Banjo doesn’t need opposable thumbs.  He has the nose that can open any door, drawer, or cabinet.  I have no idea how.  He doesn’t destroy things.  He doesn’t mess in the house, break things, damage items or anything bad in the house.  He has the sweetest face, and really wants to please his family.  God love him, he just doesn’t know how. 

He is always underfoot.  He loves to give everyone who comes near him 1 kiss.  Just one and then walks away.  That means he will jump and jump until he gets you, and then go lay down.  He doesn’t hurt anyone doing that ( on purpose), except and occasional bump.  Regardless, it is unacceptable.  I have tried many techniques to break him of this, nothing so far has helped. 

He also likes to see what is going on.  He will be in the middle of everything as a result.  Being a large dog he is, many times,  just out of eye sight – but a big enough object to always trip on.  So there are many folks who are constantly trying to catch themselves from falling – and most people do not respond happily to that.  He gets hooted at quite a bit for that.  I have worked with him on boundaries and sit/stay.  He doesn’t quite seem to grasp the actions, word associations, or commands I have worked with him on.  He just looks confused and sad when he gets into trouble. (getting into trouble usually means crated or put outside for a short time)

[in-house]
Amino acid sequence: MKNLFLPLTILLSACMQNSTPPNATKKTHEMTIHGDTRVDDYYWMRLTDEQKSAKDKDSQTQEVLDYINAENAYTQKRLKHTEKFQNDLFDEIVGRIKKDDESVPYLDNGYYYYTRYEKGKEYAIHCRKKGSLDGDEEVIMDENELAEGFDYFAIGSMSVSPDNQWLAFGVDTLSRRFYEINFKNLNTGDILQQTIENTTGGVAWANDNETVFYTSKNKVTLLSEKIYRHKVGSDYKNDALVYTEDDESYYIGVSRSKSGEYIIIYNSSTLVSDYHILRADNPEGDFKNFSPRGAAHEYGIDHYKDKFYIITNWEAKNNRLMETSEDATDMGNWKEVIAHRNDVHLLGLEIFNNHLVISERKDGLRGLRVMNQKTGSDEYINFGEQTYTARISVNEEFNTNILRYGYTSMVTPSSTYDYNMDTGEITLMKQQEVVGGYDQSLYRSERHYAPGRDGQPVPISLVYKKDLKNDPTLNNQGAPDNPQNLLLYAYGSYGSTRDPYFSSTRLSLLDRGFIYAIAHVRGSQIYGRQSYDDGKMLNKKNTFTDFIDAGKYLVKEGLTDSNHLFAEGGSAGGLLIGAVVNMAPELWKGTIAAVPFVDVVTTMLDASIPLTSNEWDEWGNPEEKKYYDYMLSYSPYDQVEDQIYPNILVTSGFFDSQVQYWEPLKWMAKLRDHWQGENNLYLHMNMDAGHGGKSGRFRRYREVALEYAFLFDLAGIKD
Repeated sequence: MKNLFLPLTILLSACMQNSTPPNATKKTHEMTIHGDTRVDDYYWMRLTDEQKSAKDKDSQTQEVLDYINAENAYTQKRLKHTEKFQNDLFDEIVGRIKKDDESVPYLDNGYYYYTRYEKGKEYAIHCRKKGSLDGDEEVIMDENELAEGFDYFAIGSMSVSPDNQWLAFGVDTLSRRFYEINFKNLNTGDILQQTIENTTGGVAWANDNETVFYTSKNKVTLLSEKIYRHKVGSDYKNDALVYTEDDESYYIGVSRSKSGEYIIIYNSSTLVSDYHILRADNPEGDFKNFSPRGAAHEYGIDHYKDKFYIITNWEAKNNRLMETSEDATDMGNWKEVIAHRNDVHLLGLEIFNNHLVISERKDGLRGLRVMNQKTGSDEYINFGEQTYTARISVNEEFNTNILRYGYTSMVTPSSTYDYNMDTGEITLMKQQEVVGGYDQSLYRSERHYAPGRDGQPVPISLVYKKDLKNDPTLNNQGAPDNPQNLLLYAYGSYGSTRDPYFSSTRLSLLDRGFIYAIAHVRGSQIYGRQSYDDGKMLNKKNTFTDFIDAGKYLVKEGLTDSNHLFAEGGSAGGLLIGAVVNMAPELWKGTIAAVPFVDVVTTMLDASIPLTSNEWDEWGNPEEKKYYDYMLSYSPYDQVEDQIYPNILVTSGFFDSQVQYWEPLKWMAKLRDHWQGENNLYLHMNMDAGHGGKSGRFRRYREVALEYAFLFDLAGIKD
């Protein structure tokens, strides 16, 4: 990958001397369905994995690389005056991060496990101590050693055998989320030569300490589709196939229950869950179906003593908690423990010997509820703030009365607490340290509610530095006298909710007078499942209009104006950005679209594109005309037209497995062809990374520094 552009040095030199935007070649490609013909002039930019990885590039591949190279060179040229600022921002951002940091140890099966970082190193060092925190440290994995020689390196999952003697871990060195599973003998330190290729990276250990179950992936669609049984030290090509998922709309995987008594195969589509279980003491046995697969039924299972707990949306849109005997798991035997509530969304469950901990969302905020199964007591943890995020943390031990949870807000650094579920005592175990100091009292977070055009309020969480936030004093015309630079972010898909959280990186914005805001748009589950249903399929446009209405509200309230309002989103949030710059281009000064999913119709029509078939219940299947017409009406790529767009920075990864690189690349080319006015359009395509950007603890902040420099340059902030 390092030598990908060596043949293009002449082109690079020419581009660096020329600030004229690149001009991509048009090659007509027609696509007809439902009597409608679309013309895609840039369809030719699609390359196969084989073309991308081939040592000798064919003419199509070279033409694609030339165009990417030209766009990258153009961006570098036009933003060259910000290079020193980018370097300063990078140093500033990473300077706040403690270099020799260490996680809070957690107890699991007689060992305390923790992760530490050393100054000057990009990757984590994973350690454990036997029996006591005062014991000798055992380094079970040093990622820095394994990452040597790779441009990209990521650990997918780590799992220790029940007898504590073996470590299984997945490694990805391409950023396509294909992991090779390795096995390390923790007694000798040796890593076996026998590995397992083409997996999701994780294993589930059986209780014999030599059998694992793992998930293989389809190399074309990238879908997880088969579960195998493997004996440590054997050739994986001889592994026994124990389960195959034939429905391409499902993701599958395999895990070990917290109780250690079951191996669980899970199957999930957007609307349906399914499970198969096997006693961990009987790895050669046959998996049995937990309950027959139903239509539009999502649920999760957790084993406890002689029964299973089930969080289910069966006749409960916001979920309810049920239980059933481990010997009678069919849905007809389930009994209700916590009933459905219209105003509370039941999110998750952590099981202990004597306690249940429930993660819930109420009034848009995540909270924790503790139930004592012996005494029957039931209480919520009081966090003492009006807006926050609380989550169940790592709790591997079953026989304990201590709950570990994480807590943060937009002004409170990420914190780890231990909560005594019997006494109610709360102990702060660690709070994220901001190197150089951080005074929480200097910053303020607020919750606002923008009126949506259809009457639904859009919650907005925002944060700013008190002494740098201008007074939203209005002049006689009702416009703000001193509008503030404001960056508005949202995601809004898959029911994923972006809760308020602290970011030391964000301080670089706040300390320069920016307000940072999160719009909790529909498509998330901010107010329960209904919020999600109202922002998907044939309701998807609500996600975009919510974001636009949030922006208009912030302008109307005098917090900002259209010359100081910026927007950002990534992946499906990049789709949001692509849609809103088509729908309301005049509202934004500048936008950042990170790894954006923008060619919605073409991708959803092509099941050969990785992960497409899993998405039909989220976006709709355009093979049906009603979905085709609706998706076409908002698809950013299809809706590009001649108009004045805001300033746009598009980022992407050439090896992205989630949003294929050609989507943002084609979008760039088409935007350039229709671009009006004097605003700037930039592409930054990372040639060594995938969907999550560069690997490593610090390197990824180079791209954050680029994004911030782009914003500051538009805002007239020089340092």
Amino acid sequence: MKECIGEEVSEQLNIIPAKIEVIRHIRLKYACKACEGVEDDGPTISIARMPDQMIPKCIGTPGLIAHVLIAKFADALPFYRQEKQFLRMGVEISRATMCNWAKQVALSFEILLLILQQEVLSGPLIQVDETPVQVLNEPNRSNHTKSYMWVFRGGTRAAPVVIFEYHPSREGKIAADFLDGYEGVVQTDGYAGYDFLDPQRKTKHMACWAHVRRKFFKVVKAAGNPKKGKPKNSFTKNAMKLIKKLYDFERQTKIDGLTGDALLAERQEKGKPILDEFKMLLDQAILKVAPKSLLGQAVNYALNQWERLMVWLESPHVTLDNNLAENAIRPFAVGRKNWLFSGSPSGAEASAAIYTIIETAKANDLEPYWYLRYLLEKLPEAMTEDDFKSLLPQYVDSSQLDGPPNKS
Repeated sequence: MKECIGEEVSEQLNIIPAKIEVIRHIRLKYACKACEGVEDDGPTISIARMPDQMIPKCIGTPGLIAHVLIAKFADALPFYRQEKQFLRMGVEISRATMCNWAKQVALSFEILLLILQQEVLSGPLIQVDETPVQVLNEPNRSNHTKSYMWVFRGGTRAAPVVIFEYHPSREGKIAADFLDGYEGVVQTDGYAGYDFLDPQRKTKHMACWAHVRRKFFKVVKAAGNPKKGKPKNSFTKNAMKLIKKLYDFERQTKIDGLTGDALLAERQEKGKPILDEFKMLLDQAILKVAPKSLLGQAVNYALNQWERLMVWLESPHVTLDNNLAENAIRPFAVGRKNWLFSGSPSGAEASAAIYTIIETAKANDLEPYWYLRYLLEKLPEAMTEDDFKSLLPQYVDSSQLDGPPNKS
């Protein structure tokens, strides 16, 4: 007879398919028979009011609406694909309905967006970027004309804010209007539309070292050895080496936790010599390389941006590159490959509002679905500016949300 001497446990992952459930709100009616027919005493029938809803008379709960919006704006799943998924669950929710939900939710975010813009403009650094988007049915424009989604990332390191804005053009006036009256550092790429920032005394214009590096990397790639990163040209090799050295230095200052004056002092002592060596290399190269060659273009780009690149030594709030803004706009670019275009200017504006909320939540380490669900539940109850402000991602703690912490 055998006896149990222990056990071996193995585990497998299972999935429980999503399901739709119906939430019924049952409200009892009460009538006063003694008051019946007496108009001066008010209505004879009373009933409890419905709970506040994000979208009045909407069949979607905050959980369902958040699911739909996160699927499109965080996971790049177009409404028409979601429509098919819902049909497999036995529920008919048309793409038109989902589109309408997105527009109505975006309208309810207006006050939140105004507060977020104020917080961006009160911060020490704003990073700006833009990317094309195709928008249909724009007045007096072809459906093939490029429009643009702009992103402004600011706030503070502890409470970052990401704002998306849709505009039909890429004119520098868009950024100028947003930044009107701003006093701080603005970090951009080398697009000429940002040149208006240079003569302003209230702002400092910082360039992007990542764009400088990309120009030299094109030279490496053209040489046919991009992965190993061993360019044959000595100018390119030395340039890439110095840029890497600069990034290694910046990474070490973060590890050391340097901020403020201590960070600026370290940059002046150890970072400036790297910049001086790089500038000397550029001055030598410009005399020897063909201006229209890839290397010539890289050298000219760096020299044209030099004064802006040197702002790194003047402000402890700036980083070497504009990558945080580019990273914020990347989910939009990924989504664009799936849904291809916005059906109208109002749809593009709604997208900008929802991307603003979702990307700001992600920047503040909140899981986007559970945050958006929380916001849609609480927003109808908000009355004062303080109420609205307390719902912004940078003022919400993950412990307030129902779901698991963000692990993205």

So with all the pressure and verbal tirades of the family to “do something” I have found him a trainer for a few weeks.  I have him one on one with someone who is on a mission to help him.  I have brought trainers in home, taken him to classes with a group, privately and despite the different types of help – he couldn’t grasp it.  I have to give him the benefit of this type of training in hopes that it is me that cannot properly train him – and for him there is  hope.  He is not bad, or mean, or an angry dog.  He is sweet, and tail wagging.  He only barks if he needs to go out, or if he sees a squirrel.  Other than that he is quiet.  When he does bark it is very loud – the rafters shake.